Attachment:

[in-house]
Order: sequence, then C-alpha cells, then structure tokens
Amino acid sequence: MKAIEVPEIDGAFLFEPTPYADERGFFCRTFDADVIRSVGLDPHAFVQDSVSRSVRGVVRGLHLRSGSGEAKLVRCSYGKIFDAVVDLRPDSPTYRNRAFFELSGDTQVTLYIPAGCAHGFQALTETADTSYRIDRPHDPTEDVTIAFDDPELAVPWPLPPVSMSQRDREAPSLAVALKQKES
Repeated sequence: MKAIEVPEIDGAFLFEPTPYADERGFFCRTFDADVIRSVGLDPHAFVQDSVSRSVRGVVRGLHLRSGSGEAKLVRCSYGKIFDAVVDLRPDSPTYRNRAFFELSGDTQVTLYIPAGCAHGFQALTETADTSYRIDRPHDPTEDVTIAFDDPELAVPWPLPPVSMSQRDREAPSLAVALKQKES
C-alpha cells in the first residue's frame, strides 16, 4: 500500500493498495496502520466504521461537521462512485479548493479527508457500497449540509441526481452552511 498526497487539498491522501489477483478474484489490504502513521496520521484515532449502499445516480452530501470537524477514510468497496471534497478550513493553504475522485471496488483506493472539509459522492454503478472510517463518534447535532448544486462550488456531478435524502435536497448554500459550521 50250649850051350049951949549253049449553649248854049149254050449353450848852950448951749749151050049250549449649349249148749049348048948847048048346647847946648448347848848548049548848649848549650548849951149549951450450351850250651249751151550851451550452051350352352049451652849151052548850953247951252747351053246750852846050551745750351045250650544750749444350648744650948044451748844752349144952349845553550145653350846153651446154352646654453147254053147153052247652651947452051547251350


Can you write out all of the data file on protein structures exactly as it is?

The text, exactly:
[in-house]
Order: sequence, then C-alpha cells, then structure tokens
Amino acid sequence: MKAIEVPEIDGAFLFEPTPYADERGFFCRTFDADVIRSVGLDPHAFVQDSVSRSVRGVVRGLHLRSGSGEAKLVRCSYGKIFDAVVDLRPDSPTYRNRAFFELSGDTQVTLYIPAGCAHGFQALTETADTSYRIDRPHDPTEDVTIAFDDPELAVPWPLPPVSMSQRDREAPSLAVALKQKES
Repeated sequence: MKAIEVPEIDGAFLFEPTPYADERGFFCRTFDADVIRSVGLDPHAFVQDSVSRSVRGVVRGLHLRSGSGEAKLVRCSYGKIFDAVVDLRPDSPTYRNRAFFELSGDTQVTLYIPAGCAHGFQALTETADTSYRIDRPHDPTEDVTIAFDDPELAVPWPLPPVSMSQRDREAPSLAVALKQKES
C-alpha cells in the first residue's frame, strides 16, 4: 500500500493498495496502520466504521461537521462512485479548493479527508457500497449540509441526481452552511 498526497487539498491522501489477483478474484489490504502513521496520521484515532449502499445516480452530501470537524477514510468497496471534497478550513493553504475522485471496488483506493472539509459522492454503478472510517463518534447535532448544486462550488456531478435524502435536497448554500459550521 50250649850051350049951949549253049449553649248854049149254050449353450848852950448951749749151050049250549449649349249148749049348048948847048048346647847946648448347848848548049548848649848549650548849951149549951450450351850250651249751151550851451550452051350352352049451652849151052548850953247951252747351053246750852846050551745750351045250650544750749444350648744650948044451748844752349144952349845553550145653350846153651446154352646654453147254053147153052247652651947452051547251350